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Firearm Suicide Prevention
Home > Education > Safety > Firearm Suicide Prevention

When we talk about firearm deaths, we tend to think of homicides. Robberies, violent attacks and mass shootings come to mind. But according to CDC data, 62% of firearm deaths in the United States between 2010 and 2014 were suicides.  That's close to two-thirds of firearm deaths! It stands to reason, that if we do a better job at educating the public on suicide prevention, we can vastly reduce the number of firearm deaths.

For gun owners, protecting your family takes more than just keeping them safe from attacks by violent criminals. It also involves being aware of the warning signs of suicide and the steps to prevent it.


Suicide Deaths in the United States

suicide_and_homicide_rates_in_the_united_states_2000-2014.png

About the Author:

Instructor Armand is the founder and chief instructor of Shield Personal Safety Training. He's a USCCA Certified Firearms Instructor, Utah Certified Concealed Firearms Instructor, NRA Certified Firearms Instructor, NRA Certified Range Safety Officer, Refuse To Be A Victim® Certified Instructor, CA DOJ FSC Certified Instructor, CA DOJ Certified Fingerprint Roller, hunter, and CCW permit holder.

 
SIRT Training Pistols
 

(Graphic credit: www.sprc.org)

57% of suicides among males are by firearm.
(Source: WISQARS Fatal Injury Reports, 1999-2014)


Time & Distance

Means matter.  Putting time & distance between a suicidal person and a gun increases their odds of survival and may save their life.  You may ask, "But won't they just substitute another method?"  Well some might, but most any other means is less likely to kill.  Without immediate access to a quick method of suicide, some may delay their attempt.  Having access to a firearm during a suicidal crisis increases the odds that an attempter will die, for the follow reasons:


  • ​Suicidal crises are often brief.  48% of people admitted to a hospital after attempting suicide said that they'd been thinking about suicide for 10 minutes or less before the attempt. (Source: http://europepmc.org/abstract/med/19026258)  The movement from suicidal idea to action is sometimes rapid.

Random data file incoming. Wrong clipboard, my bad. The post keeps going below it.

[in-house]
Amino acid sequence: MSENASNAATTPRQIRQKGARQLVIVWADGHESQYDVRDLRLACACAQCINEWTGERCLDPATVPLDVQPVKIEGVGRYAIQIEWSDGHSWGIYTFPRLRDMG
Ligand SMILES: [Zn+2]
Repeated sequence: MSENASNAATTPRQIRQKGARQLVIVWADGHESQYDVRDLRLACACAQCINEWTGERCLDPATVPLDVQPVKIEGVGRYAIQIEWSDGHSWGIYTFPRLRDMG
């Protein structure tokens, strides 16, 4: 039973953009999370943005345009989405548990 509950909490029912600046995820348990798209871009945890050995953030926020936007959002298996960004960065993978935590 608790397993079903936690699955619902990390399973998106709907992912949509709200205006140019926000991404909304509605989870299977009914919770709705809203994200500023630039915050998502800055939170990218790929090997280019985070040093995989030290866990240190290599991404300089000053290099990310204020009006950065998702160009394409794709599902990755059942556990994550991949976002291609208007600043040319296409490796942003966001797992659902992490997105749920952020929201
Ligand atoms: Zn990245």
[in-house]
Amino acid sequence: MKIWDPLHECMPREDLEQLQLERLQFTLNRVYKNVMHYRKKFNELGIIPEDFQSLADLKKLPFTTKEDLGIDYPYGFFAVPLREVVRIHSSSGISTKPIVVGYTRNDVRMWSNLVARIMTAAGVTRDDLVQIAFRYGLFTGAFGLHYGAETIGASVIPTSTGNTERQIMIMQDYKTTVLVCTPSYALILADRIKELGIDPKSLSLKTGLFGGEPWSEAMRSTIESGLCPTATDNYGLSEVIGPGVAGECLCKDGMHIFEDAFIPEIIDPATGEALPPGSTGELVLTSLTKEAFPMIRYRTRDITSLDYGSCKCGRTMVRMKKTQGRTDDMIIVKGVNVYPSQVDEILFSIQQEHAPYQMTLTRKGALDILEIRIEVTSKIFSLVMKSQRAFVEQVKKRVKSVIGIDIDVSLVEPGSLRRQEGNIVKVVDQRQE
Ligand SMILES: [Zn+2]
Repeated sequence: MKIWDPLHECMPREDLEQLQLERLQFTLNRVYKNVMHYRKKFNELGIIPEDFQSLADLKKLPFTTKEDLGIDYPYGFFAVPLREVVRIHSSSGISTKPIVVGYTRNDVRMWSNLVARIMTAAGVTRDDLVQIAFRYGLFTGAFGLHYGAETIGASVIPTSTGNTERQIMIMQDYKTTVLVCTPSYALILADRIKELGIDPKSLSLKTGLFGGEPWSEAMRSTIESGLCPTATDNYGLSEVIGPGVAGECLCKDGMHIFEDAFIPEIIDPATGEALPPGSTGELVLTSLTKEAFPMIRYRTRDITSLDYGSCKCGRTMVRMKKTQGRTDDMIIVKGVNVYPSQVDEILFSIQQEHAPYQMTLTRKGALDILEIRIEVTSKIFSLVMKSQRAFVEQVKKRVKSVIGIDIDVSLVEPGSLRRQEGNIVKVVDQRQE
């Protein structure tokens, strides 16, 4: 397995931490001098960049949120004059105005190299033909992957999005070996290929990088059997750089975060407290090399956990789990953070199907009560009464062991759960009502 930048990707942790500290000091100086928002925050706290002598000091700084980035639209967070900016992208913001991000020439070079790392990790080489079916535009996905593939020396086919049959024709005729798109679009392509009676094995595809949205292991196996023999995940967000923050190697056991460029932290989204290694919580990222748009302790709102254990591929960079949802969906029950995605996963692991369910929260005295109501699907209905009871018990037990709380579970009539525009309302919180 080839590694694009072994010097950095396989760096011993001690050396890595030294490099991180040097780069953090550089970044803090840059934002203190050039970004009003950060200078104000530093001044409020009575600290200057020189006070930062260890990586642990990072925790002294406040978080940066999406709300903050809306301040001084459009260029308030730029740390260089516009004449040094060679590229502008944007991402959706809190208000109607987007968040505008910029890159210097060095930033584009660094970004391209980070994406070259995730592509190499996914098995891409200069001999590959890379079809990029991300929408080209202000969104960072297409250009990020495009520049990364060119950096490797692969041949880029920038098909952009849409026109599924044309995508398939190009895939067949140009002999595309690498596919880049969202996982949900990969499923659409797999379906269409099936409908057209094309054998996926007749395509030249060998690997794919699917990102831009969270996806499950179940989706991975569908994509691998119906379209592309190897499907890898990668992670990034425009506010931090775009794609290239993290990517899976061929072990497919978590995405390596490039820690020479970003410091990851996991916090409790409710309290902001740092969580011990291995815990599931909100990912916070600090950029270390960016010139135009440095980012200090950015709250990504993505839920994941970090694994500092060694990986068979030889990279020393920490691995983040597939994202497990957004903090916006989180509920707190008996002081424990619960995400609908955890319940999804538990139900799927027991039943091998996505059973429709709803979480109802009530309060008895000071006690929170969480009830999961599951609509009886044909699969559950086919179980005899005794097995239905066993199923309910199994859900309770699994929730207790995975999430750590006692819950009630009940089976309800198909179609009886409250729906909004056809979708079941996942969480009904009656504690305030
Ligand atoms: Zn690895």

• The deadliness of an attempt depends in part on the method used.  Guns are the most deadly method of suicide.
  • 90% of those who attempt suicide and survive don't go on to kill themselves. (Source: Owens D, Horrocks J, and House A. Fatal and non-fatal repetition of self-harm: systematic review. British Journal of Psychiatry. 2002;181:193-199.)



Suicide Warning Signs

Most people who become suicidal have struggled with ongoing, underlying problems.  Pay attention to these warning signs, which are not always obvious. Risk is greater if a behavior is new or has increased. Take any threat of suicide seriously.


  • Talking about wanting to die or kill oneself.
  • Looking for a way to kill oneself, such as searching online or buying a gun.
  • Talking about feeling hopeless, having no reason to live, or being a burden to others.
  • Increasing use of alcohol or drugs.
  • Acting anxious or agitated; behaving recklessly.
  • Sleeping too little or too much.
  • Withdrawing or feeling isolated.
  • Showing rage or talking about seeking revenge.
  • Displaying extreme mood swings.